How to stay married for 25 years

How to stay married for 25 years

My husband and I just recently hit that milestone anniversary and someone asked us how we did it. Of course, his flip reply was, “I just do everything she says.” Which was pretty funny, but decidedly untrue. I mean, if you could just see the way this man loads a dishwasher.

So how did we manage to stay together through twenty-five years of marriage? I asked him at dinner last night, what he thought the real reason was. “Communication!” is what he said. You may think this was a thoughtful, sweet and considerate reply. No. This was also flip.

You see, it was a reference to a guy at our wedding who’d had a wee bit too much to drink and told us, about thirty times, each, that “Communication is the key to a successful marriage.” (Though it might have been the Scotch talking, it really is pretty good advice.)

I think the real reason our marriage has endured for twenty-five years is, perhaps even without realizing it while we were doing it, we’ve always put our marriage first. Before everything and everyone else. Before careers and kids and houses and cities and even other family members. Team Kim and Jeff comes first.

There were plenty of opportunities for taking jobs in distant cities or promotions that would have hurt us, but those were turned down when it meant too many challenges for our partner, regardless of what it meant for the bottom line.

And don’t get me wrong, our kids are important to us. Huge! The loves of our lives. But the marriage had to be more important, because if we weren’t happy, believe me, none of them would be. I can count on one hand the times we spent more than one night in a row away from them. So I’m not talking about long, romantic get-aways or even every Saturday night date nights. (Although all of the above would have been wonderful!) I’m talking about being a unified front. About making time for each other on a daily basis, even if it’s only a five-minute phone conversation grabbed between flights, meetings or washing sippy cups.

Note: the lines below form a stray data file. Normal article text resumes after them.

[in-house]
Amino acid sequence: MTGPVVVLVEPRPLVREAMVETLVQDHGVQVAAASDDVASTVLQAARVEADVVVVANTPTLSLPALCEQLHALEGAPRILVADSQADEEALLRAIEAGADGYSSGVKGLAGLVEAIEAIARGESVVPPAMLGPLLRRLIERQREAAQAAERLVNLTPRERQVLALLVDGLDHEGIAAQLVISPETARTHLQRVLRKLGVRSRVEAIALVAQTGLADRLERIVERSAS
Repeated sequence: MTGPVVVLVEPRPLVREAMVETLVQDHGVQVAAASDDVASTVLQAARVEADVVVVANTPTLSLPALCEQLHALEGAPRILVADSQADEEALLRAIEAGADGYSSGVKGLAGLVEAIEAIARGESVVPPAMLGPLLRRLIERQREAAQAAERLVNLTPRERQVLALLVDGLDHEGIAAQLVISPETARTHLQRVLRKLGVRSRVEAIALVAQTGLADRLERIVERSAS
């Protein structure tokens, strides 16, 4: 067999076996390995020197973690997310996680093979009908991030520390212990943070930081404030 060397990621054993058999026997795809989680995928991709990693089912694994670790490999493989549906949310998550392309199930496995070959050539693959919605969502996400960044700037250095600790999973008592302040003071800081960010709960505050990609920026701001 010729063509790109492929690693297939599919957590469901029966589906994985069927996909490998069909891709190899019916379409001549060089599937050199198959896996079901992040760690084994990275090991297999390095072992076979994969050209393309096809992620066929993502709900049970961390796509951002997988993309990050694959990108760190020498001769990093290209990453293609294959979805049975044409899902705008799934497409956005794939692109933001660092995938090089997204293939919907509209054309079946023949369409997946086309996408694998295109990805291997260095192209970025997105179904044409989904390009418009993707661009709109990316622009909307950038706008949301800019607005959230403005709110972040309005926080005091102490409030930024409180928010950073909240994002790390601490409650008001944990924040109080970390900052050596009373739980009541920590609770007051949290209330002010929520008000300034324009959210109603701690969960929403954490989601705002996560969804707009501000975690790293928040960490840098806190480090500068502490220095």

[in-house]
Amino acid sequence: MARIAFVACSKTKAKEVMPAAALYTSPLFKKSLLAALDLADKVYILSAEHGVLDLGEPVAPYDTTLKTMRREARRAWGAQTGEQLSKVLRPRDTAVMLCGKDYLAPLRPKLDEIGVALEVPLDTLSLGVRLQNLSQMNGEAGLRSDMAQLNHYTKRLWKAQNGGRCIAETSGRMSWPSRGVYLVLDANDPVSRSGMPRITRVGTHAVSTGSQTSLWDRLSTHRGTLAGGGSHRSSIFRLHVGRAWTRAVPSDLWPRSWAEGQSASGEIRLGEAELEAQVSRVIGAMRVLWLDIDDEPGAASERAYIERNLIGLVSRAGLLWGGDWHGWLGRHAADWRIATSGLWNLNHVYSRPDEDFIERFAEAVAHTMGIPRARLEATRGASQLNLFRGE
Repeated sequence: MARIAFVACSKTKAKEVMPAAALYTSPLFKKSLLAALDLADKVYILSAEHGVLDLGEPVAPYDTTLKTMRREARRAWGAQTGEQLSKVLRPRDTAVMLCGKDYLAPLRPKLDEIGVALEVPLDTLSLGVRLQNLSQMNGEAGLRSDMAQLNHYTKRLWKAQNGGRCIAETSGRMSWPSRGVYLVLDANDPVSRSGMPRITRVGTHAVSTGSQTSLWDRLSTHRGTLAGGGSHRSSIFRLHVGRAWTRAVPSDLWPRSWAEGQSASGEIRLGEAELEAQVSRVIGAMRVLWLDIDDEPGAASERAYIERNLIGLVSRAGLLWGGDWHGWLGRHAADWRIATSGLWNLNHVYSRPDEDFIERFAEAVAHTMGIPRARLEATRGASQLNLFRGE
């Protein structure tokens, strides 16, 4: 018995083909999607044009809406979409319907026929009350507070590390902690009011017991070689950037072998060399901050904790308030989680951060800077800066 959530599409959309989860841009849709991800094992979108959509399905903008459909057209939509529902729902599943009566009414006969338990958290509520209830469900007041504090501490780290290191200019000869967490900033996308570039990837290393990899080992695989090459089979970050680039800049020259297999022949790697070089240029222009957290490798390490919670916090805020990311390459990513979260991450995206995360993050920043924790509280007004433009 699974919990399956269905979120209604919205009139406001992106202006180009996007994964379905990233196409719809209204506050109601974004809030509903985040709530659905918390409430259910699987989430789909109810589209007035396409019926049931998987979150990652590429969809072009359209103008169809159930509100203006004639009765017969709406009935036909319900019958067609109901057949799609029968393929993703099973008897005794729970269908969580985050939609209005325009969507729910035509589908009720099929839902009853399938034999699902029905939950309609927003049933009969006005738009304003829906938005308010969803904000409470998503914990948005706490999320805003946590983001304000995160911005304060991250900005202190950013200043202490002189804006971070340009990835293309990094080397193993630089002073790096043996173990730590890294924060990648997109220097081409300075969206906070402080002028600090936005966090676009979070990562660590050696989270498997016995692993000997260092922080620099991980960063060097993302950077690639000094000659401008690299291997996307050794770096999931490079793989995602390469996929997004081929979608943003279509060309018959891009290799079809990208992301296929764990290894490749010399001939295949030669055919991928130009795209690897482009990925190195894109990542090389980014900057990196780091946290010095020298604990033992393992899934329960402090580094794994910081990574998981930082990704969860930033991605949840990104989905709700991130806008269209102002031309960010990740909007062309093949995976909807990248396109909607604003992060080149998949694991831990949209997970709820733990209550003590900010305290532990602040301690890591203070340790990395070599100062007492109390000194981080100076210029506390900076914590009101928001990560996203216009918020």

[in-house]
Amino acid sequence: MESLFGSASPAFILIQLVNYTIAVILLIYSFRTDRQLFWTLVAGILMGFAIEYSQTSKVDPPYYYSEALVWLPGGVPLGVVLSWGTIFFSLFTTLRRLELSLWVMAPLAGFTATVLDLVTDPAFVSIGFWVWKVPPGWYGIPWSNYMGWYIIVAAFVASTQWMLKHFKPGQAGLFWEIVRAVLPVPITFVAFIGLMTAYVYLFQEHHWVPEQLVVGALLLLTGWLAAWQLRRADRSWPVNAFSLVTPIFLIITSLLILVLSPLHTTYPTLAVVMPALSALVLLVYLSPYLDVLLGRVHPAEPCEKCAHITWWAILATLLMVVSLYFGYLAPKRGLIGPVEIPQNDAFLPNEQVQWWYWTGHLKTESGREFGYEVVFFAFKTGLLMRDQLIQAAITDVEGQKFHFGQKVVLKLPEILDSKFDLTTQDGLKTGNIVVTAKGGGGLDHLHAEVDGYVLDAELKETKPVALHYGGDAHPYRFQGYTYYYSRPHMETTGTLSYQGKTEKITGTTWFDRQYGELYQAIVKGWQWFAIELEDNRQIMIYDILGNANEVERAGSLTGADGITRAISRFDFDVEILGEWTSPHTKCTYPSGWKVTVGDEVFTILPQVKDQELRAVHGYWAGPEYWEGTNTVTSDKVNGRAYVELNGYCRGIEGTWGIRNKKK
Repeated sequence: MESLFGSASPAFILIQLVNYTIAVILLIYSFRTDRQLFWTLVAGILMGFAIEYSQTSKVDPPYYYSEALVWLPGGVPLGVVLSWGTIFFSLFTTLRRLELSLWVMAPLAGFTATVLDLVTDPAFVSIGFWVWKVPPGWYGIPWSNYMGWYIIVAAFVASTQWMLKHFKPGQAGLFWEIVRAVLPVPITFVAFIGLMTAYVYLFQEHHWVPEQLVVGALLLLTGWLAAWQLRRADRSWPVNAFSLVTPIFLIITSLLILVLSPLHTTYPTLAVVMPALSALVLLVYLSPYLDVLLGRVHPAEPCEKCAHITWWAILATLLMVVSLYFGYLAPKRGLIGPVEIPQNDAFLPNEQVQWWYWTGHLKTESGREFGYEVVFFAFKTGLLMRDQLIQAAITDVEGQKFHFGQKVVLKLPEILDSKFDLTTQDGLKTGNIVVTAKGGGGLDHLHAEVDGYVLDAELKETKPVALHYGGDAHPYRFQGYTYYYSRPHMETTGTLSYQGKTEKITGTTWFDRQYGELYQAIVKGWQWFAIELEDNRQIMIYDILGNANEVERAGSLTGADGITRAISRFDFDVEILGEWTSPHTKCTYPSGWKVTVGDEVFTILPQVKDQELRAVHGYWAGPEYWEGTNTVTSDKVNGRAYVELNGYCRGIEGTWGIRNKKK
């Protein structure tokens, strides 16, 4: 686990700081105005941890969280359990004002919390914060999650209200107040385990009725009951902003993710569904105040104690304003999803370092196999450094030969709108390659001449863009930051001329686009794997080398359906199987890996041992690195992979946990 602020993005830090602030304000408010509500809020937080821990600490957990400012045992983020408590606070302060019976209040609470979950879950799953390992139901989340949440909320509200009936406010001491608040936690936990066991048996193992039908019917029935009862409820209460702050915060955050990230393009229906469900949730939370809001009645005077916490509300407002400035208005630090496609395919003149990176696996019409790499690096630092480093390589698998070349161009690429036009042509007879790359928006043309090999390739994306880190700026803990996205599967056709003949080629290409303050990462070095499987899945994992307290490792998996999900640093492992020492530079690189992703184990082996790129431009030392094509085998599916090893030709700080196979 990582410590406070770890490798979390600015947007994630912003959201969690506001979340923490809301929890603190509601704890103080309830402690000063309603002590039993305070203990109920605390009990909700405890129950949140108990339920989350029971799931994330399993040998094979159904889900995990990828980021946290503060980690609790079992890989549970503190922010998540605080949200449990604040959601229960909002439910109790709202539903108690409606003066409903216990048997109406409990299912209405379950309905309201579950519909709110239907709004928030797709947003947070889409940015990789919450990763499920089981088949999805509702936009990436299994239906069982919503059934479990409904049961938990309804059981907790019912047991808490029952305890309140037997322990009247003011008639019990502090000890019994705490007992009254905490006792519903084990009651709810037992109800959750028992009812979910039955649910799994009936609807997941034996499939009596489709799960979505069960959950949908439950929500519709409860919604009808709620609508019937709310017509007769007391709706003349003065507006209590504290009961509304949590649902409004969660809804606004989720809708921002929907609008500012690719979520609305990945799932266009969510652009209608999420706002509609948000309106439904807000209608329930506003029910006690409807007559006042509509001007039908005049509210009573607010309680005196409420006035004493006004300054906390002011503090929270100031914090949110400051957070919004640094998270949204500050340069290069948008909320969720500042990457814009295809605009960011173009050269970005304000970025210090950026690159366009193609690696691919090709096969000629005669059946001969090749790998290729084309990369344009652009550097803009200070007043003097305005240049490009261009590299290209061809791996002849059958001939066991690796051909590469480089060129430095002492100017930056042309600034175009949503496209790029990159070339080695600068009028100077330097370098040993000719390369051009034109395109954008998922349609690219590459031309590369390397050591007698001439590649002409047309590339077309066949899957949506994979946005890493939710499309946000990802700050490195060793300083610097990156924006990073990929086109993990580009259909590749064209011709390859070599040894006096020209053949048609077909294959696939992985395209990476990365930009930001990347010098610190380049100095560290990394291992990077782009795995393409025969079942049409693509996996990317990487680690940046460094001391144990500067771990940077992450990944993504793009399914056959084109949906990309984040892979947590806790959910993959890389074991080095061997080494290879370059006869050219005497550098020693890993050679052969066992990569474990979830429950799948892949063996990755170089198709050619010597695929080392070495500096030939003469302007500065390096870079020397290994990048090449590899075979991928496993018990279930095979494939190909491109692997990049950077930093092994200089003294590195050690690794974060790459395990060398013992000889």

We always make the big decisions as a team. We make each other laugh as often as we can. We both understand and appreciate that life is always harder on the person who is holding down the fort at home than it is for the person on the road. And that being on the road is never really as glamorous and fun or all that. We follow the advice of the Reverend who married us, “When you argue, may each of you be the one who takes the first step back.” (Okay, yeah, sometimes we take turns at this.) And yes, we communicate.

This may sound an awful lot like advice, which I am always loath to give. I’m superstitious. I once heard a story of a guy who’d been married for forty years and, when asked why he got divorced he said, “I hated the way she loaded the dishwasher.” He confessed that wasn’t the only thing he hated, that he’d let so many annoyances build up that the marriage could no longer endure it. While I doubt this will be our future, still, I don’t want to jinx it and then be known forevermore as the bossy blogger who stayed married for twenty-five years and two months.

But I guess I do know a little about how to stay married for 25 years, so I’ll risk sounding like some drunk guy at a wedding telling you repeatedly that Communication is the key to a successful marriage.

Well, communication, making the marriage itself a priority and, of course, being able to load a dishwasher properly. And if all that fails, just do whatever she says.

 

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Filed under: Chicago, Family, home, Marriage, Parent

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